MILLEDGEVILLE, Georgia (41NBC/WMGT) - Powerful and inspirational stories are coming from the fairway, as dozens of amputee golfers meet in Milledgeville this weekend to play in a tournament.
"March 27, 2007, an 18 wheeler pulled out in front of me. I was a burn victim and I'm a right above the knee amputee," amputee golfer Justin Scurry said. "I have orthopedic problems with my left leg and I am amputated on my right fingers a little bit."
But that is not stopping Scurry from hitting the green during the 20th Georgia Amputee Golf Tournament at the Milledgeville Country Club. Golfers of all ages from across the southeast meet once a year to play with their fellow amputees.
"You get to see other people with prosthetics and stuff and you realize you're not the only one with a prosthetic," 12-year-old amputee golfer Adam Kiel said.
Tournament coordinator Bill Eason calls it an amazing sight to see as these golfers overcome their disabilities to play the sport they love.
"Losing an arm or a leg is not the end of the world and these individuals can certainly attest to to that," Eason said. "They started just like everybody else and they've come around and they've conquered it."
Ford Burttram became a paraplegic when he was 16. Now years later, he is the creator of the adaptive program at the University of Alabama. He teaches fellow disabled golf lovers how to play the sport when many would just give up.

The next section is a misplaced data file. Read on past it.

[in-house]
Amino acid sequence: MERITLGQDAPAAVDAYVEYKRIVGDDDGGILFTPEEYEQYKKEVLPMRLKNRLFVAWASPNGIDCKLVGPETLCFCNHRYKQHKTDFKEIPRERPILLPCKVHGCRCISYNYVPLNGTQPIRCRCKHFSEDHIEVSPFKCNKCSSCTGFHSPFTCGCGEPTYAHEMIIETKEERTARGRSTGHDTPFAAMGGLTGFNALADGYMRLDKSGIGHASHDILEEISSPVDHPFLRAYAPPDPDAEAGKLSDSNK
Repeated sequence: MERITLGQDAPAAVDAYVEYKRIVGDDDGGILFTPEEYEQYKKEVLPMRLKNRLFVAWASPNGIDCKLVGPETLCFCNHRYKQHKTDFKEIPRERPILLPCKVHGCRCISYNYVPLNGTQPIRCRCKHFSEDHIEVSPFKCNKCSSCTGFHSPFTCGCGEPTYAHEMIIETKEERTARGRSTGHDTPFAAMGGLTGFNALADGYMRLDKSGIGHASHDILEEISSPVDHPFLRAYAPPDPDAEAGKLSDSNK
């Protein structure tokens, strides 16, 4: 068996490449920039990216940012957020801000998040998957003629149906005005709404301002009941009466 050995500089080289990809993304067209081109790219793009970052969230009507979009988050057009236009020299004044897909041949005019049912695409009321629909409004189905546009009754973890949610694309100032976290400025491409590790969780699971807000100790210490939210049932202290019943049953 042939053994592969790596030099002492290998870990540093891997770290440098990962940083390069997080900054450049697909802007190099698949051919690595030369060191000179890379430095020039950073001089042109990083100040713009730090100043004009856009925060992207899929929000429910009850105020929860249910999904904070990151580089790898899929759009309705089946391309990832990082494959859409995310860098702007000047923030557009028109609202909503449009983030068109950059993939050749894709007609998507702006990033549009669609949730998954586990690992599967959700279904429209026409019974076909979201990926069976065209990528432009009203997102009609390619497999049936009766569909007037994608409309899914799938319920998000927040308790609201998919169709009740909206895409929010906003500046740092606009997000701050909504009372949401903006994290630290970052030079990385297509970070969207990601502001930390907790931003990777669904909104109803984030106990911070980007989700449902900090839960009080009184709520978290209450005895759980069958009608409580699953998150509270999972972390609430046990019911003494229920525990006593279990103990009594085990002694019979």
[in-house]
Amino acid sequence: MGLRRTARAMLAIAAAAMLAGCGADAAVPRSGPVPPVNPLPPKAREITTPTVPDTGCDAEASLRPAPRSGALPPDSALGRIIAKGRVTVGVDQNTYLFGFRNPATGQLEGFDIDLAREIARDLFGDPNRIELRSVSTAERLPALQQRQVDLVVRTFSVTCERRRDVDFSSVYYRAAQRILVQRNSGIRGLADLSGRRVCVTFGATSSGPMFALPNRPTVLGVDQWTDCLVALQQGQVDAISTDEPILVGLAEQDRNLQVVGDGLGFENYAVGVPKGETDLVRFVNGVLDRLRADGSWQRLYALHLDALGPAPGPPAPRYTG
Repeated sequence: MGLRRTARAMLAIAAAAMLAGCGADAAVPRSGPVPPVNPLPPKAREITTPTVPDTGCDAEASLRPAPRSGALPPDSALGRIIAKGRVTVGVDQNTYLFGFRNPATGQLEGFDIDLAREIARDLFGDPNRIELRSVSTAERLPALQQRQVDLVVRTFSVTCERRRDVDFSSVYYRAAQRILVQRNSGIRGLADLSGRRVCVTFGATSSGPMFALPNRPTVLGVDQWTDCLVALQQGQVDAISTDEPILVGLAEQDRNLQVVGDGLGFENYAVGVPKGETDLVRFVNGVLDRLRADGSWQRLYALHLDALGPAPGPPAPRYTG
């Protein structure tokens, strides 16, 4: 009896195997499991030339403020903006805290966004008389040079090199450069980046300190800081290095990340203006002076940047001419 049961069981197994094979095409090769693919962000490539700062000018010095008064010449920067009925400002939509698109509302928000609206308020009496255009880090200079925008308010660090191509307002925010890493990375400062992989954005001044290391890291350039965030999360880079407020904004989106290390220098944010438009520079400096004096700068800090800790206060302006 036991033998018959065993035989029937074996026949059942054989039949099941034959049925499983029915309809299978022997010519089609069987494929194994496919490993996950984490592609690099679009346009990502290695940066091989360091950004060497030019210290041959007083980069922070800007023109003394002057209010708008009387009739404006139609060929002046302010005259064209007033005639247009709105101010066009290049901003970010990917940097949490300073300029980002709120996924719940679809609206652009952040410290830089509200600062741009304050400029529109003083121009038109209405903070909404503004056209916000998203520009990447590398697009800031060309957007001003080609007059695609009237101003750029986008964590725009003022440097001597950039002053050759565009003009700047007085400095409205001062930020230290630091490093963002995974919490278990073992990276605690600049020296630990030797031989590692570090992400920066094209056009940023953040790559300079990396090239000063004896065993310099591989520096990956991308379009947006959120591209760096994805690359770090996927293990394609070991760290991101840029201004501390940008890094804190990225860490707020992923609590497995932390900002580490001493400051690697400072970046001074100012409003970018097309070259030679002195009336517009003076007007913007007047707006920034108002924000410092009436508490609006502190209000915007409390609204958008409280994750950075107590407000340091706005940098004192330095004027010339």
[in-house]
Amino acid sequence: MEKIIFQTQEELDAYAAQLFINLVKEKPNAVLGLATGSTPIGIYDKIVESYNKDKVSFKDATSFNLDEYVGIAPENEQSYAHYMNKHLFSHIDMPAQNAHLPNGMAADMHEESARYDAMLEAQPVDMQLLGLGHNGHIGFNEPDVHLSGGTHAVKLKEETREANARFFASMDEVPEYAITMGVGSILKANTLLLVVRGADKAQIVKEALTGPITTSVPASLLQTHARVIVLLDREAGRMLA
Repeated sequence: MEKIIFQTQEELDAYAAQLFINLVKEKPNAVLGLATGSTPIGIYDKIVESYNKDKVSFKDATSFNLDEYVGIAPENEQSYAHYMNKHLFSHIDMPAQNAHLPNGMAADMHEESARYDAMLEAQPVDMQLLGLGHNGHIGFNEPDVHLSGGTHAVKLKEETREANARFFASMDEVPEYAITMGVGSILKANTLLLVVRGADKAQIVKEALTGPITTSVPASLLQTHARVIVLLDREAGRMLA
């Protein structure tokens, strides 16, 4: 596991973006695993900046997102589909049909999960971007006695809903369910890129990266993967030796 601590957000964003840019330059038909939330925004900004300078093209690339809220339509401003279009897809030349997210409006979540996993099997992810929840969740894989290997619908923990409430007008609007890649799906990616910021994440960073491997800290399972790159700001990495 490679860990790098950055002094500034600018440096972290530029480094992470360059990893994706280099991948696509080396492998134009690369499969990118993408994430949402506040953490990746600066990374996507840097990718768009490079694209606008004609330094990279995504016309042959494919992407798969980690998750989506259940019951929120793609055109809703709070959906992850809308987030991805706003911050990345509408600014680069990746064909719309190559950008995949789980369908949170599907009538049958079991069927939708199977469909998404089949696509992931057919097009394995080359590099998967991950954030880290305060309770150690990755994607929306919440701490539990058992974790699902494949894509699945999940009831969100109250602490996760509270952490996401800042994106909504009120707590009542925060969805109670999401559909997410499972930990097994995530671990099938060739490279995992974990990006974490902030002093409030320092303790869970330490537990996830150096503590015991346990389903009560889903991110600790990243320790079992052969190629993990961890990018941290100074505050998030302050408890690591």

"Being out here on the golf course is very independent and you rely on yourself and your self reliance," Burttram said. "Its really important to have people with disabilities be self reliant."
All though their techniques may be different, each golfer has one thing in common.
"We've all been through some traumatic thing in our life, but look at us now, we're back on top again," Scurry said.
And it is that winning attitude that keeps these players swinging, one hole at a time.
The Georgia Amputee Golf Tournament is held in memory of Ray Rice, the founder of the tournament who was an avid disabled golfer. It is also a fundraiser to award a $1,500 scholarship to help amputees or their immediate family pay for college or vocational school.